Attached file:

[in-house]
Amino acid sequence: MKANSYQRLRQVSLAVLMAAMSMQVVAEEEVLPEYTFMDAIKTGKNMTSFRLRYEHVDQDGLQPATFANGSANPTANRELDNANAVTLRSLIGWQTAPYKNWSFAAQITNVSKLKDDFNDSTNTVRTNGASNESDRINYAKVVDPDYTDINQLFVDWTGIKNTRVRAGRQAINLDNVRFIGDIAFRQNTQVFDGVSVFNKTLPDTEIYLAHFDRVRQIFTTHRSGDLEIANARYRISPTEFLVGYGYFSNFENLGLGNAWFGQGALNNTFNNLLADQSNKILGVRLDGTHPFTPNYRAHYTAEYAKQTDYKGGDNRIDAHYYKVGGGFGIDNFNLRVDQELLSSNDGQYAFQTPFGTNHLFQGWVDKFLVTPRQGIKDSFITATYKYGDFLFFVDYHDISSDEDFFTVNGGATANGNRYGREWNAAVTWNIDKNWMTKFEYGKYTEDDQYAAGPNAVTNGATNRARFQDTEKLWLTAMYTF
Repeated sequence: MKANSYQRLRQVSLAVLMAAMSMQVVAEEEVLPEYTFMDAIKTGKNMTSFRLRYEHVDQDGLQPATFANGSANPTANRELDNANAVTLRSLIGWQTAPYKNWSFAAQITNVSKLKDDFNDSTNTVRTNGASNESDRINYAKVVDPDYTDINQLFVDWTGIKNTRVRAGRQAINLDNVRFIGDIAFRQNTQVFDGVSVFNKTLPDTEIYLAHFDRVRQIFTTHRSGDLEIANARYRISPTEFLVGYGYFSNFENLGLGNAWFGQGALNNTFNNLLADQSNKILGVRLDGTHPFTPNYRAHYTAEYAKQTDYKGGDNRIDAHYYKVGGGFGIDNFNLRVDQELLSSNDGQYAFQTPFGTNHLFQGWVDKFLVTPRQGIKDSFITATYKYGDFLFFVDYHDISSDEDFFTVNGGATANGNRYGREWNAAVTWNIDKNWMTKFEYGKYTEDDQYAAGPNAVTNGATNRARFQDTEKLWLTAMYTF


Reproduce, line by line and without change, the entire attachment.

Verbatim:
[in-house]
Amino acid sequence: MKANSYQRLRQVSLAVLMAAMSMQVVAEEEVLPEYTFMDAIKTGKNMTSFRLRYEHVDQDGLQPATFANGSANPTANRELDNANAVTLRSLIGWQTAPYKNWSFAAQITNVSKLKDDFNDSTNTVRTNGASNESDRINYAKVVDPDYTDINQLFVDWTGIKNTRVRAGRQAINLDNVRFIGDIAFRQNTQVFDGVSVFNKTLPDTEIYLAHFDRVRQIFTTHRSGDLEIANARYRISPTEFLVGYGYFSNFENLGLGNAWFGQGALNNTFNNLLADQSNKILGVRLDGTHPFTPNYRAHYTAEYAKQTDYKGGDNRIDAHYYKVGGGFGIDNFNLRVDQELLSSNDGQYAFQTPFGTNHLFQGWVDKFLVTPRQGIKDSFITATYKYGDFLFFVDYHDISSDEDFFTVNGGATANGNRYGREWNAAVTWNIDKNWMTKFEYGKYTEDDQYAAGPNAVTNGATNRARFQDTEKLWLTAMYTF
Repeated sequence: MKANSYQRLRQVSLAVLMAAMSMQVVAEEEVLPEYTFMDAIKTGKNMTSFRLRYEHVDQDGLQPATFANGSANPTANRELDNANAVTLRSLIGWQTAPYKNWSFAAQITNVSKLKDDFNDSTNTVRTNGASNESDRINYAKVVDPDYTDINQLFVDWTGIKNTRVRAGRQAINLDNVRFIGDIAFRQNTQVFDGVSVFNKTLPDTEIYLAHFDRVRQIFTTHRSGDLEIANARYRISPTEFLVGYGYFSNFENLGLGNAWFGQGALNNTFNNLLADQSNKILGVRLDGTHPFTPNYRAHYTAEYAKQTDYKGGDNRIDAHYYKVGGGFGIDNFNLRVDQELLSSNDGQYAFQTPFGTNHLFQGWVDKFLVTPRQGIKDSFITATYKYGDFLFFVDYHDISSDEDFFTVNGGATANGNRYGREWNAAVTWNIDKNWMTKFEYGKYTEDDQYAAGPNAVTNGATNRARFQDTEKLWLTAMYTF